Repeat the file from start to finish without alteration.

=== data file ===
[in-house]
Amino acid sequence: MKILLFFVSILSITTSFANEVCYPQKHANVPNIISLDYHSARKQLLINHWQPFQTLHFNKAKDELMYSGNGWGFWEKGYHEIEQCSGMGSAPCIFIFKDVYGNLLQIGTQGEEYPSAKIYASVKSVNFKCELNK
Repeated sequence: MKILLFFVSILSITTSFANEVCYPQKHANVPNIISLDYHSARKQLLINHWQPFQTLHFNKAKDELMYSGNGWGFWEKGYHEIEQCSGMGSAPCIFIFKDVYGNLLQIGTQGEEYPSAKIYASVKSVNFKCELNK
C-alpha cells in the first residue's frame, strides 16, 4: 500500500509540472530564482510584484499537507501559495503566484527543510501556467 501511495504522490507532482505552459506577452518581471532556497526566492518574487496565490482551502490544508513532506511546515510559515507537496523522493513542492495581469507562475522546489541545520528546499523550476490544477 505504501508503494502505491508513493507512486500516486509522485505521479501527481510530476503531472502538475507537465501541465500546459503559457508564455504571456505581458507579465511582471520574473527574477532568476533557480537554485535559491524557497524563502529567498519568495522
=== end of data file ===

[in-house]
Amino acid sequence: MKILLFFVSILSITTSFANEVCYPQKHANVPNIISLDYHSARKQLLINHWQPFQTLHFNKAKDELMYSGNGWGFWEKGYHEIEQCSGMGSAPCIFIFKDVYGNLLQIGTQGEEYPSAKIYASVKSVNFKCELNK
Repeated sequence: MKILLFFVSILSITTSFANEVCYPQKHANVPNIISLDYHSARKQLLINHWQPFQTLHFNKAKDELMYSGNGWGFWEKGYHEIEQCSGMGSAPCIFIFKDVYGNLLQIGTQGEEYPSAKIYASVKSVNFKCELNK
C-alpha cells in the first residue's frame, strides 16, 4: 500500500509540472530564482510584484499537507501559495503566484527543510501556467 501511495504522490507532482505552459506577452518581471532556497526566492518574487496565490482551502490544508513532506511546515510559515507537496523522493513542492495581469507562475522546489541545520528546499523550476490544477 505504501508503494502505491508513493507512486500516486509522485505521479501527481510530476503531472502538475507537465501541465500546459503559457508564455504571456505581458507579465511582471520574473527574477532568476533557480537554485535559491524557497524563502529567498519568495522